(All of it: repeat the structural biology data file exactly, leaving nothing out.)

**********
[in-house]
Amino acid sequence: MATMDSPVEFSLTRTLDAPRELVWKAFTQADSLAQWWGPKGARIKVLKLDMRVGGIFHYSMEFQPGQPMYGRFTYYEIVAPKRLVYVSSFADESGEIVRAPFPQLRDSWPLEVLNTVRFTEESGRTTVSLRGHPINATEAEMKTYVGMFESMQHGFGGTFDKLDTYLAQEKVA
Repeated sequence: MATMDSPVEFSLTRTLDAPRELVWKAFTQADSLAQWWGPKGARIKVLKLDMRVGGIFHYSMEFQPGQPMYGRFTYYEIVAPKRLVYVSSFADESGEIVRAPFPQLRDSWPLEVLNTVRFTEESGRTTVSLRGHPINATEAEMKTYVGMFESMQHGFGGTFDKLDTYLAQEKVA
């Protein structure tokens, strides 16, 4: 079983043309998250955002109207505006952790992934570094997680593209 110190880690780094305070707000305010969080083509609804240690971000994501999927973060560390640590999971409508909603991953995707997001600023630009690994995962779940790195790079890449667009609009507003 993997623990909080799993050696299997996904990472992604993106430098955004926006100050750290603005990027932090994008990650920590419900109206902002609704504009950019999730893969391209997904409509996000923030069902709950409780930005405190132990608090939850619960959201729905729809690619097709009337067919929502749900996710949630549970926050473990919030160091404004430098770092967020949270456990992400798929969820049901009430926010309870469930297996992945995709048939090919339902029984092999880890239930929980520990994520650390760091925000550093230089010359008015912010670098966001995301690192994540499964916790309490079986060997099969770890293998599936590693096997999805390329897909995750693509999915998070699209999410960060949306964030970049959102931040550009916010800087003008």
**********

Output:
[in-house]
Amino acid sequence: MATMDSPVEFSLTRTLDAPRELVWKAFTQADSLAQWWGPKGARIKVLKLDMRVGGIFHYSMEFQPGQPMYGRFTYYEIVAPKRLVYVSSFADESGEIVRAPFPQLRDSWPLEVLNTVRFTEESGRTTVSLRGHPINATEAEMKTYVGMFESMQHGFGGTFDKLDTYLAQEKVA
Repeated sequence: MATMDSPVEFSLTRTLDAPRELVWKAFTQADSLAQWWGPKGARIKVLKLDMRVGGIFHYSMEFQPGQPMYGRFTYYEIVAPKRLVYVSSFADESGEIVRAPFPQLRDSWPLEVLNTVRFTEESGRTTVSLRGHPINATEAEMKTYVGMFESMQHGFGGTFDKLDTYLAQEKVA
């Protein structure tokens, strides 16, 4: 079983043309998250955002109207505006952790992934570094997680593209 110190880690780094305070707000305010969080083509609804240690971000994501999927973060560390640590999971409508909603991953995707997001600023630009690994995962779940790195790079890449667009609009507003 993997623990909080799993050696299997996904990472992604993106430098955004926006100050750290603005990027932090994008990650920590419900109206902002609704504009950019999730893969391209997904409509996000923030069902709950409780930005405190132990608090939850619960959201729905729809690619097709009337067919929502749900996710949630549970926050473990919030160091404004430098770092967020949270456990992400798929969820049901009430926010309870469930297996992945995709048939090919339902029984092999880890239930929980520990994520650390760091925000550093230089010359008015912010670098966001995301690192994540499964916790309490079986060997099969770890293998599936590693096997999805390329897909995750693509999915998070699209999410960060949306964030970049959102931040550009916010800087003008």